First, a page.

It’s 2011. David Cameron lives at 10 Downing Street, the recession is still in full swing, and London is simultaneously preparing for the 2012 Summer Olympics and the royal wedding of Prince William and Kate Middleton. This all takes place in the background of Nick Stone’s excellent English courtroom drama, The Verdict. The book has been compared to the work of John Grisham, and in many ways the comparison is apt.
The Verdict by Nick Stone
@@@@ (4 out of 5)
In the midst of all the angst and confusion of that troubled year, a law clerk named Terry Flynt is unexpectedly offered a dream opportunity by the prestigious firm where he works. He is assigned to the defense team for Vernon James, a multimillionaire accused of murdering a young woman. There’s just one catch: Terry has been concealing important facts about his past from his employers. If those facts come out in the course of the case, Terry’s career in the law will be summarily ended.
To complicate matters further, Terry and Vernon had been best friends growing up poor in a poverty-stricken town in the hinterlands — until falling out in a dramatic way when both were in their first year at Cambridge University. Terry was expelled from the university, and he holds Vernon responsible. Naturally, he will be tempted to sabotage the case against his former friend.
Courtroom drama on steroids
The case against Vernon James seems unassailable. His motley defense team — a barrister risen from her deathbed, a second chair (“junior” in English courtroom parlance), Terry, and the solicitor who is head of the criminal practice at Terry’s firm — must somehow find ways to attack the police and prosecutor’s assertions and raise reasonable doubt. As the case painstakingly moves through successive phases over several months, Terry develops increasing doubt that Vernon is in fact guilty, the evidence notwithstanding. Gradually, facts that undermine the prosecution emerge in the courtroom. It’s fascinating to observe the interplay between the lawyers for the defense and the prosecution. And the story is told in such detail that the stark differences between legal procedures in England and the United States come into clear focus.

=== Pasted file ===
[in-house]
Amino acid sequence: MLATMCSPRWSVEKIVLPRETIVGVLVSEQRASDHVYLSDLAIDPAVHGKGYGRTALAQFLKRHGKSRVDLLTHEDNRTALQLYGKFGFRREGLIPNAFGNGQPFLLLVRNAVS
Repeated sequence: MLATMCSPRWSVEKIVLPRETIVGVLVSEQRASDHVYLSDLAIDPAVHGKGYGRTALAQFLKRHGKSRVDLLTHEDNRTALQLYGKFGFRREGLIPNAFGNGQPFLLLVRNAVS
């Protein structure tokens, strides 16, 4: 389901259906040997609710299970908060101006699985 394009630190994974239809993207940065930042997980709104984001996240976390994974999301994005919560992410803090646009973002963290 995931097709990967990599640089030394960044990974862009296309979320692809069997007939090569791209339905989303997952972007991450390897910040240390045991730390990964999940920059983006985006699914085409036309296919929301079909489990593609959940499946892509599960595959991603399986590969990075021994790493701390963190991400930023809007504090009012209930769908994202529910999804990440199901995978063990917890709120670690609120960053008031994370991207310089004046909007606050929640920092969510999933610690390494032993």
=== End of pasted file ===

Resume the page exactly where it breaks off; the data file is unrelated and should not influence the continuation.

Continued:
Has the English language changed more than I thought?
For some unfathomable reason, Stone repeatedly describes conversations among his characters as consisting of Smalltalk, with a capital S. Might this reflect a problem in the spellcheck utility on his computer? Smalltalk, capital S, is a computer programming language. Casual, superficial conversation is called small talk, two words, no capital S. Unless the Queen’s English has drifted even farther from familiar territory than I was aware.
There’s also a puzzling departure from accepted English grammar when Stone again and again notes that a character was sat instead of was sitting. Perhaps this is another Britishism that has escaped me. Please let me know if that’s the case.
About the author
Nick Stone has written three novels about a fictional American detective named Max Mingus. The Verdict, his fourth book, is the first to be set in the UK, despite the fact that Stone was born and educated in England.
For additional reading
This is one of 17 fascinating courtroom dramas reviewed.
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